Naomi and Ely’s No Kiss List

  • Review
  • Hollywood can be a fickle mistress sometimes, and how it comes to pass that the adaptation of the next book by the cabal that brought you Nick and Norah’s Infinite Playlist doesn’t get a decent budget, or theatrical push, is a bit of a mystery. Though not a film that broke box office records, it holds up well and has a decent fan base. It has to make you wonder, barring a massive star interested in the work, if this isn’t about the best gay gets you.

    Exploring a different branch of relationships, and then spinning them down the same old path of betrayal, Naomi and Ely’s No Kiss List follows a few weeks (or whatever) in the life of Naomi (Victoria Justice) and her gay best friend Ely (Pierson Fode). The titular gimmick of their friendship doesn’t actually play a large role in the film, except that they endlessly explain it to you during the first act. That fact alone goes sideways in a hurry, because it’s so outlandishly unrealistic in its display. Establishment is one thing, but thinking your audience isn’t very bright is another, and college kids who have been friends since they were very young don’t endlessly, and long-windedly refer to, and explain, their own inside jokes.

    The film quickly lays out a friendship that is rather beyond your typical “besties,” with Naomi and Ely not merely spending all of their free time with each other, but generally sleeping in a pillow fort apartment at the stop of their apartment building’s staircase. Naomi has a boyfriend, Bruce #2 (Ryan Ward), but when he comes to pick her up for a date, he learns that Ely is coming with them, and Naomi and Ely don’t even register the oddity of the idea enough to refer to it at all. It’s that sort of friendship. Also, Naomi has a bit of a fantasy that Ely will “wake up” one day.

    With such a friendship, where both friends are interested in the same sex, it’s a good idea to have some kind of rule about what happens when both friends find themselves interested in the same person. Naomi and Ely decided, apparently long ago, that anyone they are both interested in goes on a “No Kiss List,” thus avoiding potential conflict.

    One of the film’s small annoyances is that it fancies itself the inventor of the idea, and it seems based solely on the premise that a straight girl and gay boy are friends. Somehow, it eludes the structure of the story, and display of this particular friendship, that best friends being attracted to the same sex is actually the status quo. I imagine (because I’ve seen movies) that when adolescent girls are together, having their secret moments, they have their own system of “marking” boys as off limits to one, or both (or more) of the friendship circle. On the other hand (because I’ve seen other movies), it could just be that they have a complex system of figuring out who to hate after the fact.

    Boys just have dibs.

    At any rate, as anyone might guess, a film with this title is pretty likely to expose a flaw in the system. Adding to the difficulty of the fairly obvious scenario, Naomi and Ely, like all besties, might have to grow up a bit at some point. Oddly enough, if the breakdown in who kisses who were stripped from the film, it would probably be miles better. While there is a certain relationship-jarring zing to Ely kissing altogether the wrong boy, it’s really the progression of the relationship from children to adult, as opposed to the, I suppose, transcendence of the betrayal, that works well. That could have to do with the adaptation, the actors, or even the direction, all of which have their problems, but this is a film that works best when it seems to be trying least, and it isn’t aware of the fact.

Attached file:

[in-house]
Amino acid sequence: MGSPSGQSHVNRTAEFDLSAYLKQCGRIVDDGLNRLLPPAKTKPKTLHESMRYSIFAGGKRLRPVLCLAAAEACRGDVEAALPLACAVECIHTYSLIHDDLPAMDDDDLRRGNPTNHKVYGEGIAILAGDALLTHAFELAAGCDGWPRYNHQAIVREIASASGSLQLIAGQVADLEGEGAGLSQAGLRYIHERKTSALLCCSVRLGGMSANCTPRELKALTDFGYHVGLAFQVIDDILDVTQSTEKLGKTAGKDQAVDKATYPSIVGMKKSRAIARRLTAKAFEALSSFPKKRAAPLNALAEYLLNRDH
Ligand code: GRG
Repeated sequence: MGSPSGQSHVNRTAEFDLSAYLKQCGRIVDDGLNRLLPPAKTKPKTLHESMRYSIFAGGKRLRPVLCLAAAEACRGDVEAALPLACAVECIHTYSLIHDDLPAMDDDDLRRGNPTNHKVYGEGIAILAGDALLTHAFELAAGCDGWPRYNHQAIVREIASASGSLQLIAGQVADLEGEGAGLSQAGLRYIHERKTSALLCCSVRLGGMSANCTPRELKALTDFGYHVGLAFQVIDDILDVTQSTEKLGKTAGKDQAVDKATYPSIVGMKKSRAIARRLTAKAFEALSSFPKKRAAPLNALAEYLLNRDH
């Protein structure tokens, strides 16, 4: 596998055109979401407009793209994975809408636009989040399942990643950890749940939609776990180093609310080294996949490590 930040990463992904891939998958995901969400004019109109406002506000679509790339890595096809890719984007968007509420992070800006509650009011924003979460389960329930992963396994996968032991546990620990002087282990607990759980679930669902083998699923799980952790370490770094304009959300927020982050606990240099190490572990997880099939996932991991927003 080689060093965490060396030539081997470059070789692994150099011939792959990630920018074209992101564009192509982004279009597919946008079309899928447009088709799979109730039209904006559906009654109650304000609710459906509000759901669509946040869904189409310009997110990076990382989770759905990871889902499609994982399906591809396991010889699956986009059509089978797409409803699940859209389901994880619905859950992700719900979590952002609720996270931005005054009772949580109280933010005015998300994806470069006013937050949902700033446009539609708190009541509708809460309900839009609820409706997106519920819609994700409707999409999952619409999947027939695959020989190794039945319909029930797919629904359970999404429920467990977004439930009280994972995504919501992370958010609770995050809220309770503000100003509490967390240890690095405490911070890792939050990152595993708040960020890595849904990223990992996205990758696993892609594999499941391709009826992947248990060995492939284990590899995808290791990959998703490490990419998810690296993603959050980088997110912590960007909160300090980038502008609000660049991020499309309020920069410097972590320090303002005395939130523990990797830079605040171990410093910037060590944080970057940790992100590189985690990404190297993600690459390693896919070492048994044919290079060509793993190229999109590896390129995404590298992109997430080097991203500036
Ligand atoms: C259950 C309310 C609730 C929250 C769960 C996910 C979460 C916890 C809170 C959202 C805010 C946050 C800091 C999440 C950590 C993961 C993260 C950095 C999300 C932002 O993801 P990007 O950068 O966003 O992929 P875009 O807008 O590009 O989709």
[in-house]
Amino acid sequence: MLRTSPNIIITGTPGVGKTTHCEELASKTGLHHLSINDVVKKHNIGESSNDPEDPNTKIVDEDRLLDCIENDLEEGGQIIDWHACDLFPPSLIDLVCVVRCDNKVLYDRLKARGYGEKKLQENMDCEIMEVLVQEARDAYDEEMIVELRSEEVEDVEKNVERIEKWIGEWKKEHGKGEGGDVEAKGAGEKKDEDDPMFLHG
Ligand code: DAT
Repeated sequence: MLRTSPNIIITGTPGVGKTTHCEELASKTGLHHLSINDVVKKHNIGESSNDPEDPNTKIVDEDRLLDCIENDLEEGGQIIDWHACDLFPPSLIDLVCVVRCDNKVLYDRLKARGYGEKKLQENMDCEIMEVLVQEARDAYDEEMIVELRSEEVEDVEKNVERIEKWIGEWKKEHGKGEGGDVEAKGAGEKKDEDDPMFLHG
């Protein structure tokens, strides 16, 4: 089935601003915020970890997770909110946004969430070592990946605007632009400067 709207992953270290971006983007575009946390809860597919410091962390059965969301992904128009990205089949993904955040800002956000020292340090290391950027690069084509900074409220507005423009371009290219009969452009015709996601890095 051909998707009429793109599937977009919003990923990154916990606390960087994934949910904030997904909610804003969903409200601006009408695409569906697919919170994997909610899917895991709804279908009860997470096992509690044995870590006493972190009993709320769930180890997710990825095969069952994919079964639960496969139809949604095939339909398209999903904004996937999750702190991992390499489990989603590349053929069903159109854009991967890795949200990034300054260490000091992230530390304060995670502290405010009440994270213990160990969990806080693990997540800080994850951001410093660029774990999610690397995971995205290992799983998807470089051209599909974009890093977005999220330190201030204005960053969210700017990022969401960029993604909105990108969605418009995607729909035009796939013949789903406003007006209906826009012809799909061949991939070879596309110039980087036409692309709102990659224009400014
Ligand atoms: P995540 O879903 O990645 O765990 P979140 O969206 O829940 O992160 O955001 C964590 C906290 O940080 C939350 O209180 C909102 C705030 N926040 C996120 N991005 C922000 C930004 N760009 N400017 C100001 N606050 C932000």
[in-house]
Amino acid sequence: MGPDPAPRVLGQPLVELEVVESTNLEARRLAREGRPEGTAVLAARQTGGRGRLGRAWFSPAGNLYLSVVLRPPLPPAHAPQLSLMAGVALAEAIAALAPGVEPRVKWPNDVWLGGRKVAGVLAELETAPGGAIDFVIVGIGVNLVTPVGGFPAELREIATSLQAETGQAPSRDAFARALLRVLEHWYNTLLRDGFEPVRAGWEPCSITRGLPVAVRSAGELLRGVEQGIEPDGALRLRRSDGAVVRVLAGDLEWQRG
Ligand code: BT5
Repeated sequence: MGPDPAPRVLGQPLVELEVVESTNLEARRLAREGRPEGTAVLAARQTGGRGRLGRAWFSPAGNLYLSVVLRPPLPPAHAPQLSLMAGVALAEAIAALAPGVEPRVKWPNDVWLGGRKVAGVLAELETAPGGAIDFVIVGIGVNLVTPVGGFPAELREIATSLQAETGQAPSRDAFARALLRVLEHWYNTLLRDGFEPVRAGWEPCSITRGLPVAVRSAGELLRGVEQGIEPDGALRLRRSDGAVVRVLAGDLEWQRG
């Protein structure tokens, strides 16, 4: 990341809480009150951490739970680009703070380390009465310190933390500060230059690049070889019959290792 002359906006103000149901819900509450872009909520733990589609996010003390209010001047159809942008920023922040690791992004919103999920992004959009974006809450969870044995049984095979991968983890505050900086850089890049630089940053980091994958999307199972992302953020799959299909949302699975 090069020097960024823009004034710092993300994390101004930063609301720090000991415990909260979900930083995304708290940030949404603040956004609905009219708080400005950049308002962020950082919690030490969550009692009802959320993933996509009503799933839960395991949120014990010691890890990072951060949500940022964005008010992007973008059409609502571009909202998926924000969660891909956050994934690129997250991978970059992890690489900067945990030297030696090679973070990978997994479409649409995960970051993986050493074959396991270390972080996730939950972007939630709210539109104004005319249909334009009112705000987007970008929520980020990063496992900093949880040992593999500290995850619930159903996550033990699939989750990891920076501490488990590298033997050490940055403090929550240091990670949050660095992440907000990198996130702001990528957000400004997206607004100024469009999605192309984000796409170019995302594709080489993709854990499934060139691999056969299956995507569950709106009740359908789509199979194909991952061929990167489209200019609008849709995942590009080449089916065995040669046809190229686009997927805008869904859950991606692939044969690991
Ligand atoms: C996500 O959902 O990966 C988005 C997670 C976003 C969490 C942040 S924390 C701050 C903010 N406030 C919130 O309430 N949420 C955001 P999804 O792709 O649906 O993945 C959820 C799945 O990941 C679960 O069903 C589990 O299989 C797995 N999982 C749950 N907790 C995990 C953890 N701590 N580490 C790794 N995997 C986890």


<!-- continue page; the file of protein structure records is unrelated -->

Justice, while fine enough overall, is outside her effective range when “things get real,” and director Kristin Hanggi (largely known as the Broadway director of Rock of Ages) isn’t especially adept at keeping scenes from slipping toward an almost cartoony appearance. Beyond that, the dialog often leans more toward the way you imagine people might talk, as opposed to trying to explore real people, something that stands out as especially odd since we’re forced to compare it to Nick and Norah, which might have struggled slightly with the opposite problem.

    It’s ultimately a largely disposable effort, that is nevertheless somewhat fun, but it doesn’t especially give the impression that it is even for those who are the characters’ age, which is always a tricky place to aim.




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  • Marc has been a film and television critic for over 15 years. He is a member of the BFCA and founding member of the BTJA. He has degrees in Philosophy and Secondary Education and a father of three.

    • Year
    • Direction
      Kristin Hanggi
    • Writing
      Amy Andelson
    • Cast
      Victoria Justice, Pierson Fode, Matthew Daddario
    • Synopsis
      Naomi & Ely’s No Kiss List follows Naomi and Ely, two lifelong best friends who have been in love with each other their whole lives, even though Ely isn’t exactly into girls. The institution of a "No Kiss List" has prevented the two from rifts in the past, but their bond is tested when they both fall for the same guy. Now, the once inseparable pair must determine if their friendship can survive the complicated rollercoaster of emotions that are inevitable with adolescence.